Going To Court
Going To Court
If you cannot reach a settlement with ICBC, you can take your claim to court provided that you have not waited beyond any prescribed limitation periods.
The first decision you should make when deciding to go to court is whether you wish to hire a lawyer or prefer to represent yourself.
If you decide to represent yourself you need to consider the various options in bringing your claim to court.
The small claims court was designed as the people’s court. It is a forum in which people are able to advance their legal claims in a relatively informal way. Strict rules of evidence do not apply and many people attend small claims court without legal representation.
However, small claims court does have some formal rules and requirements and litigants need to be familiar with these. Also, even though you may be unrepresented, ICBC will hire a lawyer to defend your claim.
Currently small claims court has a monetary jurisdiction of $25,000. That means that a court can award an injured person up to $25,000 for their injuries and losses. If you can safely value your claim under $25,000, small claims court will likely be the right forum for you.
If a claim is commenced in small claims court and it becomes apparent that the claim may be worth more than $25,000, it is possible to transfer the claim into Supreme Court.
Most people who file a claim in Supreme Court do so with the help of a lawyer. The reason for this is that the Supreme Court has complex rules of procedure and discovery with many important time limits that can have a detrimental effect on a case if they are not complied with.
Supreme Court has an “inherent jurisdiction” and unlike small claims court, the Supreme Court is not limited by a financial ceiling with respect to how much money can be awarded.
Trials in Supreme Court tend to take longer and be much more expensive than in small claims court. Additionally, a losing party in Supreme Court may have to pay a portion of the legal fees of a winning party. These are called “costs” and are often in the tens of thousands of dollars.
Unlike small claims court, litigants in the Supreme Court can choose between trial by judge alone or trial with judge and jury. In many cases, ICBC will elect to have a jury preside over a personal injury lawsuit. This typically adds time and expense to the trial. This can also significantly increase the costs consequences for an unsuccessful litigant.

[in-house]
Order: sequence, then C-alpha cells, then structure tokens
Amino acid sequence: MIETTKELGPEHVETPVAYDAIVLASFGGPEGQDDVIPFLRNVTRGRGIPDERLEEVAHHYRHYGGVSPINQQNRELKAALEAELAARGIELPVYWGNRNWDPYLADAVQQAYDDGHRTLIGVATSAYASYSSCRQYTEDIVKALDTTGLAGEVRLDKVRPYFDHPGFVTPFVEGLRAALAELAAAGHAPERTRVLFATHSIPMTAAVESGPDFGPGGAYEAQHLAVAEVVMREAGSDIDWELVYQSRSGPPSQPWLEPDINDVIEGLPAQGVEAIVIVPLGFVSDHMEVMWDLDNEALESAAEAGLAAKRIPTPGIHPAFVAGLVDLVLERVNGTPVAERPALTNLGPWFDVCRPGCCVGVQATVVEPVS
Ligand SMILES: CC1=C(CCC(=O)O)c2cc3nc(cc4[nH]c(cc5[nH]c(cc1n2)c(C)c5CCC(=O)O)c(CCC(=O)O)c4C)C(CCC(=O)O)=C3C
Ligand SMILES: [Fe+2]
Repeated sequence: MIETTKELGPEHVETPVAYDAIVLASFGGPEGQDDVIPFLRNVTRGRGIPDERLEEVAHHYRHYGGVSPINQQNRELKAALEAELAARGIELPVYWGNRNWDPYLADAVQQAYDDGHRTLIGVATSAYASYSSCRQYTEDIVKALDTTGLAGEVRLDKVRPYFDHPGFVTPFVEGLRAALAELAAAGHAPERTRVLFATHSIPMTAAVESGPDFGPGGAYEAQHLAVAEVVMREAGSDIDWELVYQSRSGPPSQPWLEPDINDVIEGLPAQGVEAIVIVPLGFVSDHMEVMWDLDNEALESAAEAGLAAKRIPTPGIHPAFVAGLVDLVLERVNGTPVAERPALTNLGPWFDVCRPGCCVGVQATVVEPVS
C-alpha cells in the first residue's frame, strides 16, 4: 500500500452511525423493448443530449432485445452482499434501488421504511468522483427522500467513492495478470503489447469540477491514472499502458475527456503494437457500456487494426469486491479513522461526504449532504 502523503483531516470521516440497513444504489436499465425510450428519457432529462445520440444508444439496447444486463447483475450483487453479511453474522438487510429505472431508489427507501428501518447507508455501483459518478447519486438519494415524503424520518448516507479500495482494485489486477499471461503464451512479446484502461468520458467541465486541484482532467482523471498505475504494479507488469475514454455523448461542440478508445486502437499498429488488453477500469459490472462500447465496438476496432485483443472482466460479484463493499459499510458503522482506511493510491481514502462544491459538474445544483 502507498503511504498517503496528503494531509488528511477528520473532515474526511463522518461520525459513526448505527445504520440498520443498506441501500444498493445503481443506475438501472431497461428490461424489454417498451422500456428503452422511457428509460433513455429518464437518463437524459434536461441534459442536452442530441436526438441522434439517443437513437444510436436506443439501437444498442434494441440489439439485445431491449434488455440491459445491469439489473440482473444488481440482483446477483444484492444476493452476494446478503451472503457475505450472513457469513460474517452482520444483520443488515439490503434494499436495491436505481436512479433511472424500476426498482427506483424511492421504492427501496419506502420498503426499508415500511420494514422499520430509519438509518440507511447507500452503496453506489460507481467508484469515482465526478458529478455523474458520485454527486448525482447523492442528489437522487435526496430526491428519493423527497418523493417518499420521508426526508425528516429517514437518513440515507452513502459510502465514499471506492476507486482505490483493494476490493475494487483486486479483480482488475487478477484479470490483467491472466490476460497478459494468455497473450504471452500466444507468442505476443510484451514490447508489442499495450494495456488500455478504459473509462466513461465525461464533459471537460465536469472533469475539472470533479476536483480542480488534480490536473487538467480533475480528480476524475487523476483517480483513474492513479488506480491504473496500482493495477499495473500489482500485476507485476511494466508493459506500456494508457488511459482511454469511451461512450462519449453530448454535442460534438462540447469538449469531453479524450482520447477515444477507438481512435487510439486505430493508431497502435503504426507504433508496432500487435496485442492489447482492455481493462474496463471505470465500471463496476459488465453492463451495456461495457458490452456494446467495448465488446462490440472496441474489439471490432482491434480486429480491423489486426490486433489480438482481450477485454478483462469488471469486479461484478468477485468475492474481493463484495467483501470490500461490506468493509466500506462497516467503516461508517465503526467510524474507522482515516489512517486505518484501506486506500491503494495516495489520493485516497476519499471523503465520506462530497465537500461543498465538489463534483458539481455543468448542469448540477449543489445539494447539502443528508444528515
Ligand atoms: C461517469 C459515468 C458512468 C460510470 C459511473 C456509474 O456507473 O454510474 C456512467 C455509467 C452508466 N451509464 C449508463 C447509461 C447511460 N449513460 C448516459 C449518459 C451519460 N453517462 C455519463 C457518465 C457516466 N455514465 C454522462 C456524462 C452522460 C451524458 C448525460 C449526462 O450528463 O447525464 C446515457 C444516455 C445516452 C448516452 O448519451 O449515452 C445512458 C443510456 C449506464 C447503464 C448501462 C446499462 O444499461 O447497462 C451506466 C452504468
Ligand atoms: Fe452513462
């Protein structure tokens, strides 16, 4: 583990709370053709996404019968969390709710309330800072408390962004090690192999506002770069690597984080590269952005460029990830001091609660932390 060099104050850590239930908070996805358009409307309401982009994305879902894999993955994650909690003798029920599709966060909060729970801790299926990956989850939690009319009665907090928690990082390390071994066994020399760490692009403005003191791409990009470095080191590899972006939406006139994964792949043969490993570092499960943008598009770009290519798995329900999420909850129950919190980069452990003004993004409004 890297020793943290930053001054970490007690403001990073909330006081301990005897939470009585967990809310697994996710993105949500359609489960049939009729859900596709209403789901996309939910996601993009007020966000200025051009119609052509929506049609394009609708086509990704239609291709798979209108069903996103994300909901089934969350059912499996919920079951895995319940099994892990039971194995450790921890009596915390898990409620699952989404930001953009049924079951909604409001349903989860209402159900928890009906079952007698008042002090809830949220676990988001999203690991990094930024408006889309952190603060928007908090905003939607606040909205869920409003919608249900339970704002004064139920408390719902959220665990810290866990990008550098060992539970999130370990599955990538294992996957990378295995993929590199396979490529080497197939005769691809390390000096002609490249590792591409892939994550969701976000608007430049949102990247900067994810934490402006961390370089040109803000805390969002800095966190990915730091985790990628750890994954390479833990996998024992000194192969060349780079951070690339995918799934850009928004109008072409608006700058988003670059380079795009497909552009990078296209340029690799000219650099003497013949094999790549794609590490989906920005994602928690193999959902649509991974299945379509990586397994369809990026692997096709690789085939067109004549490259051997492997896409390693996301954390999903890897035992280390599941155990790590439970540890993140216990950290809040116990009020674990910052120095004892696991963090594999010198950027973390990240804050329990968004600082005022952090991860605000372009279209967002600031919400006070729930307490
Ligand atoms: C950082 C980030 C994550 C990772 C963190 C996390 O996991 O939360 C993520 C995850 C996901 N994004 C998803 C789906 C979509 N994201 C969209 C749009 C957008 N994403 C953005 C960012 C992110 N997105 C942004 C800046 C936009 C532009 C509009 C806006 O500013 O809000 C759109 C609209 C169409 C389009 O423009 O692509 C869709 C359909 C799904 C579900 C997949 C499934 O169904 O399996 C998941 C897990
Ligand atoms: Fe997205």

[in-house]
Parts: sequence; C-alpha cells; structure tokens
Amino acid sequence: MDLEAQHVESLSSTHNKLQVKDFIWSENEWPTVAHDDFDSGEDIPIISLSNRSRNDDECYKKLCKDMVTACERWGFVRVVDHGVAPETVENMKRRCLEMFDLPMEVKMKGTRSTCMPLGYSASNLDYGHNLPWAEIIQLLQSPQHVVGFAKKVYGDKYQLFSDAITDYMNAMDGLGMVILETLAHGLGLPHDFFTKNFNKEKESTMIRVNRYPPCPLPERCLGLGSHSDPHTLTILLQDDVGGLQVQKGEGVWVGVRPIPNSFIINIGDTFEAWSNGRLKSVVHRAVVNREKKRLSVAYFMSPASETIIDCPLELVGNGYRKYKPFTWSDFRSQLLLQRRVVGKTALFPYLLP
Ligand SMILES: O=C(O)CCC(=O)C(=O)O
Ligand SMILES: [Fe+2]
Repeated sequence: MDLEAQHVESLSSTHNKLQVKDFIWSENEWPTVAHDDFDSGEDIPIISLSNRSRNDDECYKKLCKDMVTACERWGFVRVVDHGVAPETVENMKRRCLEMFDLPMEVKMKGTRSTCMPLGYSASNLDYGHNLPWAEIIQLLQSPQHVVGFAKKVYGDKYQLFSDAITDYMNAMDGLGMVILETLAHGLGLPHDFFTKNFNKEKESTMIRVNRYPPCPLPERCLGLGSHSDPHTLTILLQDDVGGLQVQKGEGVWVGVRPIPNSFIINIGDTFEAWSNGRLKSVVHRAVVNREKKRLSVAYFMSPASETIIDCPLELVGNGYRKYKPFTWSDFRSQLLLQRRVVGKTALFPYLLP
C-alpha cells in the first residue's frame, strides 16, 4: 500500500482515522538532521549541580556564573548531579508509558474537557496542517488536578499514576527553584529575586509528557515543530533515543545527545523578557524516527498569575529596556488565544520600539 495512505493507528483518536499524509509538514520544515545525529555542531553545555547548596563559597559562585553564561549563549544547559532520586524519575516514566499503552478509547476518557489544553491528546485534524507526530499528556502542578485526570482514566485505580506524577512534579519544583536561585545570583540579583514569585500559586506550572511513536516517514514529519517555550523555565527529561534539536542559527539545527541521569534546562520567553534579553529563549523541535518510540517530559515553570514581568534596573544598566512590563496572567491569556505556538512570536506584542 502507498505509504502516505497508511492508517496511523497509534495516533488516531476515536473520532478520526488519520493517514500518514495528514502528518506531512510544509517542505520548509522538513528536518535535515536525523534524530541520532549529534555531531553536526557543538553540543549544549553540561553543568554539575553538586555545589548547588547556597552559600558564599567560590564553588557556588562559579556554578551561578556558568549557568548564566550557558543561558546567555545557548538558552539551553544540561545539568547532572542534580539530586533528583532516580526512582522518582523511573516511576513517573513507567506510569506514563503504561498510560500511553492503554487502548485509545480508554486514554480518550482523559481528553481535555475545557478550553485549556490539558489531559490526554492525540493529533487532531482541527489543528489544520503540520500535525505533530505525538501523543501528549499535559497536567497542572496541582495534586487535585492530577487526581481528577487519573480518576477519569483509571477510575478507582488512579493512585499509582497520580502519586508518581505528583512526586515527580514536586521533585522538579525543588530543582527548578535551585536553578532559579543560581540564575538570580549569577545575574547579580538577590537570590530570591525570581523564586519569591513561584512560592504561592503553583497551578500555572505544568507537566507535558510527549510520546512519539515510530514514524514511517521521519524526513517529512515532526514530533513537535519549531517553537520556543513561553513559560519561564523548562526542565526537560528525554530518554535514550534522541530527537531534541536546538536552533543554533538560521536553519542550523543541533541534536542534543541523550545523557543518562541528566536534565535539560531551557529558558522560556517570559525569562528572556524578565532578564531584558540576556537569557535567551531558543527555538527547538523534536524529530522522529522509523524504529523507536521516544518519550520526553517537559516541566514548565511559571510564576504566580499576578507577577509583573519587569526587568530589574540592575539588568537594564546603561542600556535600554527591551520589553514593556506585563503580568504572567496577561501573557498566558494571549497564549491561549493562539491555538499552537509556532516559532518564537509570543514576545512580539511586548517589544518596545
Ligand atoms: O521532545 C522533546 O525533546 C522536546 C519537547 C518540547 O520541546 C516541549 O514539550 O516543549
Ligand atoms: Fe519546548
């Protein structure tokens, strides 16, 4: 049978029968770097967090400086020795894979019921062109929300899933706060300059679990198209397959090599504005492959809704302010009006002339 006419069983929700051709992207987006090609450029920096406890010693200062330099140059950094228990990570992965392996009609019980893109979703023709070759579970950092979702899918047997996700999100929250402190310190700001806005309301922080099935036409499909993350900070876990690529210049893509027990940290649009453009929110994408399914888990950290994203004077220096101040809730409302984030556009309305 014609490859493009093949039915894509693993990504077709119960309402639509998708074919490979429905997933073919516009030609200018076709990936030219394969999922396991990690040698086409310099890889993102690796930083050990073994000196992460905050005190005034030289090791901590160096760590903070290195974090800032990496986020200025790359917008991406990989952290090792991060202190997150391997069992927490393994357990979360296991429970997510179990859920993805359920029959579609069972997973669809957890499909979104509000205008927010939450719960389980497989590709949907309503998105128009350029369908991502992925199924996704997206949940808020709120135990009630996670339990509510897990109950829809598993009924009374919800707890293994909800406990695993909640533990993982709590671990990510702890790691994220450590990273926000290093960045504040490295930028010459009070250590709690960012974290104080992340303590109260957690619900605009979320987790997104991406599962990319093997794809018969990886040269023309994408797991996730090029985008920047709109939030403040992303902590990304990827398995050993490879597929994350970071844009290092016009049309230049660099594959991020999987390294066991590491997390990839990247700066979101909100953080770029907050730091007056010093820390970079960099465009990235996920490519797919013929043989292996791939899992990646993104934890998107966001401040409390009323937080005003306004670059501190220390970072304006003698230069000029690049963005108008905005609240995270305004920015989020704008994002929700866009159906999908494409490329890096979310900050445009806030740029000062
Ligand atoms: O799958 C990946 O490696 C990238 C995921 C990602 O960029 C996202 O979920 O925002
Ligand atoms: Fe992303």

Time and expense have been described as the “twin evils’ that prevent people from seeking access to justice. The Small Claims Court jurisdiction was recently increased from $10,000 to $25,000 to give people greater access to the simplified procedures and lesser costs that this court offers. Also recent changes in the Supreme Court have come into effect that should be canvassed prior to deciding how to proceed.
Rule 66 of the British Columbia Supreme Court Rules is known as the “fast track rule.” A person claiming compensation for injury in the Supreme Court who requires less than 2 days for trial can take advantage of this rule.
Some of the benefits are that trial dates are required to be set within 8 months of the close of pleadings, and the rule offers reduced discovery procedures. Jury trials are not allowed under this rule and this cuts down on the time and expense required to bring a claim to trial.
One of the difficulties with this rule expressed by many British Columbia personal injury lawyers is that it is often difficult to present a contested persona injury claim in less than two days. However, Rule 66 should be canvassed at length prior to commencing an injury claim in Supreme Court to see if its advantages can benefit your claim.
Rule 68 of the British Columbia Supreme Court Rules started out as a pilot project. It was basically an experiment to see if there is a more cost effective and efficient way to bring claims of a lesser monetary value to trial.
Rule 68 now appears to have been adopted permanently and is intended to be mandatory for all claims worth less than $100,000.
Rule 68 was designed to cut down on the length and cost of certain trials. It encourages early disclosure of evidence and requires pre trial hearings in which all the parties must be present.
Like Rule 66, Rule 68 does not permit jury trials. Rule 68 has some limitations on how evidence can be presented. For example, Rule 68 generally limits each litigant to using only 1 expert witness. Many BC personal injury lawyers feel it is difficult to properly present a claim under Rule 68 due to this requirement.
Rule 68 should be canvassed prior to commencing an injury claim in Supreme Court to see if it is suitable for your ICBC claim.